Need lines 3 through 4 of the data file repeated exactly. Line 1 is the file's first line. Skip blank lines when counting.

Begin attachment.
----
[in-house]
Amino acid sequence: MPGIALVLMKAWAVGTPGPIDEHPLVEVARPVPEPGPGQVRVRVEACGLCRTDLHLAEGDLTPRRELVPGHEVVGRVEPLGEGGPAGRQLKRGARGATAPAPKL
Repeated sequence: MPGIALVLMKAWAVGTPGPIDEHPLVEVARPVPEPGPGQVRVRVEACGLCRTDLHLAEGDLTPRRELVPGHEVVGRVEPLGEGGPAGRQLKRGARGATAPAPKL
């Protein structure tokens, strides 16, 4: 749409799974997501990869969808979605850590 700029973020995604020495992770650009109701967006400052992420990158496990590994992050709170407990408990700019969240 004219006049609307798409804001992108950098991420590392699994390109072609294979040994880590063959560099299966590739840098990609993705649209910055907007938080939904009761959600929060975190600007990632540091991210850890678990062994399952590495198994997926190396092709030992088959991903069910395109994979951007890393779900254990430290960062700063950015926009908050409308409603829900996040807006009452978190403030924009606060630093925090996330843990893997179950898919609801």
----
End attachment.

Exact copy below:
Repeated sequence: MPGIALVLMKAWAVGTPGPIDEHPLVEVARPVPEPGPGQVRVRVEACGLCRTDLHLAEGDLTPRRELVPGHEVVGRVEPLGEGGPAGRQLKRGARGATAPAPKL
């Protein structure tokens, strides 16, 4: 749409799974997501990869969808979605850590 700029973020995604020495992770650009109701967006400052992420990158496990590994992050709170407990408990700019969240 004219006049609307798409804001992108950098991420590392699994390109072609294979040994880590063959560099299966590739840098990609993705649209910055907007938080939904009761959600929060975190600007990632540091991210850890678990062994399952590495198994997926190396092709030992088959991903069910395109994979951007890393779900254990430290960062700063950015926009908050409308409603829900996040807006009452978190403030924009606060630093925090996330843990893997179950898919609801």